Contagion: Nothing Spreads Like Fear

The film “Contagion” attempts to realistically display an epidemic that sweeps across the globe. Even though the act of spreading the disease began with a simple handshake in Hong Kong, within days it was international and affecting the lives of millions. While much of our recent lessons have been discussing nuclear weapons and how it affects the diplomacy between countries, we see in this case that the threat of an international epidemic encouraged many countries to work together for the protection of mankind.

I originally believed the epidemic to be a form of attack from an outside country. We later find out that the flu is caused by an animal interaction between a pig and a fly. However, I found this to be an important area to cover – if a country plots an epidemic to attack another country, can it truly be safe from the sickness returning to its homeland and hurting its own citizens? While the epidemic was the clear threat to American citizens, bigger cities eventually began to have rioting, murder and chaos in fear. This proved to be another problem that rooted from the epidemic.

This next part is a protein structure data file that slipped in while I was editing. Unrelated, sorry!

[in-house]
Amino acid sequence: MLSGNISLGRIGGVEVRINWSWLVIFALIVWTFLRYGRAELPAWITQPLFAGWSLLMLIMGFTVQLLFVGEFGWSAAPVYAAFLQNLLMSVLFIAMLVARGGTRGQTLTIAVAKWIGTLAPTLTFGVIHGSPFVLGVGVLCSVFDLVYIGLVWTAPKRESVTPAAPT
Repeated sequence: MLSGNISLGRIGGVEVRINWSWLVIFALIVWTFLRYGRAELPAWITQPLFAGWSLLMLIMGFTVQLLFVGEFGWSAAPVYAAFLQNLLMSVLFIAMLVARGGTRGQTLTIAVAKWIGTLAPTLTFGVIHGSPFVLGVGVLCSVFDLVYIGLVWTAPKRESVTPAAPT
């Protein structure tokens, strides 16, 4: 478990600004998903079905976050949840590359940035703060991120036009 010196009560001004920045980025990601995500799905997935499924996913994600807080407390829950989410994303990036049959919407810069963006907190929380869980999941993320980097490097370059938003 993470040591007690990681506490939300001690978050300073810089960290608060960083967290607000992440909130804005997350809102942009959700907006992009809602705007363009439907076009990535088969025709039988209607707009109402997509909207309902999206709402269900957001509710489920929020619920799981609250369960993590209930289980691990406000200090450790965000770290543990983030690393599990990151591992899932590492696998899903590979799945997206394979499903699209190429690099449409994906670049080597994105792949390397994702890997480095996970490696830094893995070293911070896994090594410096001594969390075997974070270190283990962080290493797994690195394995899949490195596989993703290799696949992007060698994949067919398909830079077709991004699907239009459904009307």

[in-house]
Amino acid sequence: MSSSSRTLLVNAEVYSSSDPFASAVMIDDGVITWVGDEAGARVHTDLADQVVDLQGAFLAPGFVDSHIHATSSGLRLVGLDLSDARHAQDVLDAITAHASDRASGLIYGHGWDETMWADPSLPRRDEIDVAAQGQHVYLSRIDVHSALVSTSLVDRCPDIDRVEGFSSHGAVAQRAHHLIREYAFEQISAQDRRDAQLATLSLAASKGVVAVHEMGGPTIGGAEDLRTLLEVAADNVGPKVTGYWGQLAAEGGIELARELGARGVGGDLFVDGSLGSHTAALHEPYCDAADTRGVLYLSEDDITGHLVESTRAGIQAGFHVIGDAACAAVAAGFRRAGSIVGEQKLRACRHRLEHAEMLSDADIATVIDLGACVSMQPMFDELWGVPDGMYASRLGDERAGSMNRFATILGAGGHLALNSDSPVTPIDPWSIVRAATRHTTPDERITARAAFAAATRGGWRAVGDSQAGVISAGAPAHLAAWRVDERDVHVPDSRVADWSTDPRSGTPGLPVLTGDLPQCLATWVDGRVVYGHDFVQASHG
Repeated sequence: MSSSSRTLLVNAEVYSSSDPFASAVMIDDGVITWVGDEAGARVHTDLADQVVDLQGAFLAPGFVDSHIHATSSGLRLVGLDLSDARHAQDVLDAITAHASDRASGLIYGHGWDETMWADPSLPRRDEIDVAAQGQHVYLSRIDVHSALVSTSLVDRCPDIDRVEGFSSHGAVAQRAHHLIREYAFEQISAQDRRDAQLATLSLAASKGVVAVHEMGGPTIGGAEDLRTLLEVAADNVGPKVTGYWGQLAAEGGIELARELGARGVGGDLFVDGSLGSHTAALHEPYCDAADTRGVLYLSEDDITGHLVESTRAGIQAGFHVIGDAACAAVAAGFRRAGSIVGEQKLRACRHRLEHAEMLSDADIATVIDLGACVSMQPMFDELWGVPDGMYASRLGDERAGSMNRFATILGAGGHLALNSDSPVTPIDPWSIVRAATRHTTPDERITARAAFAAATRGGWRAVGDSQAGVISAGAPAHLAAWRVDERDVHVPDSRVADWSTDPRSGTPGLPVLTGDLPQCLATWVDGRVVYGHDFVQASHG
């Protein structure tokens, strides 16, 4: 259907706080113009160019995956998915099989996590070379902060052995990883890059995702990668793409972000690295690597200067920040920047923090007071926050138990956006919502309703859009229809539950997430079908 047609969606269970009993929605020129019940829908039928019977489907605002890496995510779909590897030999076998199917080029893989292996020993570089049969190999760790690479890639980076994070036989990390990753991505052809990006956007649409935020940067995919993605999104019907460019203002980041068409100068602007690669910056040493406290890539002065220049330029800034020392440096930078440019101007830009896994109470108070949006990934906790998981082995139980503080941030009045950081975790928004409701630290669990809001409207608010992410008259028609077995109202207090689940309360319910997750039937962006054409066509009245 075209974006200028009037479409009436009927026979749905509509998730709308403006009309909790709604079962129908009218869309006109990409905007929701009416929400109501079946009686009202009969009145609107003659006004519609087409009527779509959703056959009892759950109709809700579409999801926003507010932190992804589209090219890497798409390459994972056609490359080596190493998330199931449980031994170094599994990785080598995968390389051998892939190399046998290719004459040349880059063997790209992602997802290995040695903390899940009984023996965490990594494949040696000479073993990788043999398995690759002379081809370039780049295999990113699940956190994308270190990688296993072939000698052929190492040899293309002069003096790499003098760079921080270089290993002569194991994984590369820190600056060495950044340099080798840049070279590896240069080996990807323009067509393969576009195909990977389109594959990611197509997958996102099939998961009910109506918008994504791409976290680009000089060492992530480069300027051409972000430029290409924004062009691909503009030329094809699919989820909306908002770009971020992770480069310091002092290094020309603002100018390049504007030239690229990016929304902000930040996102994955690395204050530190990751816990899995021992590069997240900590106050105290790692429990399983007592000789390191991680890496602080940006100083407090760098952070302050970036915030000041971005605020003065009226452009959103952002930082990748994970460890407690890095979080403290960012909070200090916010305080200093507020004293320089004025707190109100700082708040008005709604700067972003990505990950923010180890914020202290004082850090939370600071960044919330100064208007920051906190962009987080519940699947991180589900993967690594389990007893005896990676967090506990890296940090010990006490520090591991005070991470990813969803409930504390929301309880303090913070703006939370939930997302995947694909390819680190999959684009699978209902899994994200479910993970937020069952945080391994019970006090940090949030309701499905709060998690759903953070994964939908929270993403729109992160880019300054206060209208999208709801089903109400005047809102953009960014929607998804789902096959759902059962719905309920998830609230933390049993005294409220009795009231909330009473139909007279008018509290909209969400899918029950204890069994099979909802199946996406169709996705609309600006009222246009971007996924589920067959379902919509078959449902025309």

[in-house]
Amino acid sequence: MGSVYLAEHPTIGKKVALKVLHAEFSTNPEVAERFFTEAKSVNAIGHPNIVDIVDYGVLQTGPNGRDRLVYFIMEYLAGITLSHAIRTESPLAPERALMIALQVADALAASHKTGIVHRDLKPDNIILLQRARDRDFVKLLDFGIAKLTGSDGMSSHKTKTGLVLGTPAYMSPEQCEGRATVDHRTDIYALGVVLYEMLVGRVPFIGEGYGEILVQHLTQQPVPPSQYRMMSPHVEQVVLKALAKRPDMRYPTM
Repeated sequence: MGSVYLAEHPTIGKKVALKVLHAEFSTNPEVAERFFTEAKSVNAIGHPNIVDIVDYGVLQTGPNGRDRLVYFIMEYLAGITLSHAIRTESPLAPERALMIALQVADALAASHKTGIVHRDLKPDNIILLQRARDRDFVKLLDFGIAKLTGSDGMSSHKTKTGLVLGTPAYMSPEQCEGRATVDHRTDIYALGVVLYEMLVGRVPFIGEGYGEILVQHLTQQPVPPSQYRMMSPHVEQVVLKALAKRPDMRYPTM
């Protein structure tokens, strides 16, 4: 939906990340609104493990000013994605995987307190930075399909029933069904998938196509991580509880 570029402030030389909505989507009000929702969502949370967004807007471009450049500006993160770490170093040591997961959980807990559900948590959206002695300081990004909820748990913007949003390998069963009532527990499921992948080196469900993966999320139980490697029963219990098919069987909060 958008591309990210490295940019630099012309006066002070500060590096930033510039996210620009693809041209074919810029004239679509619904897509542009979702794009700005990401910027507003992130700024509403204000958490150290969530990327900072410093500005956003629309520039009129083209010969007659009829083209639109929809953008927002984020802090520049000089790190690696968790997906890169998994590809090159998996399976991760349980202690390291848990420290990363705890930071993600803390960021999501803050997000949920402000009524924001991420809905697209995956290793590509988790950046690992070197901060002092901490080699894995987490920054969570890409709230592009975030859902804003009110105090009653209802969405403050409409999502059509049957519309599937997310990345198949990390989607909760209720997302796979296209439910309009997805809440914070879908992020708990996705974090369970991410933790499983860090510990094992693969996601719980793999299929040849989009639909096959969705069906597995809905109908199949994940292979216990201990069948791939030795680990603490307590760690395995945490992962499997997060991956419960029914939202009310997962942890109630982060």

Despite being a cinematic representation of the influence of serious epidemics, how realistic can we understand this movie to be? I questioned many aspects of the plot:

Do you think it is realistic that the government had the ability to track down social interactions to discover who originated the epidemic? Is it anywhere near possible to develop a new vaccine within months of the discovery of such a serious epidemic? — Taylor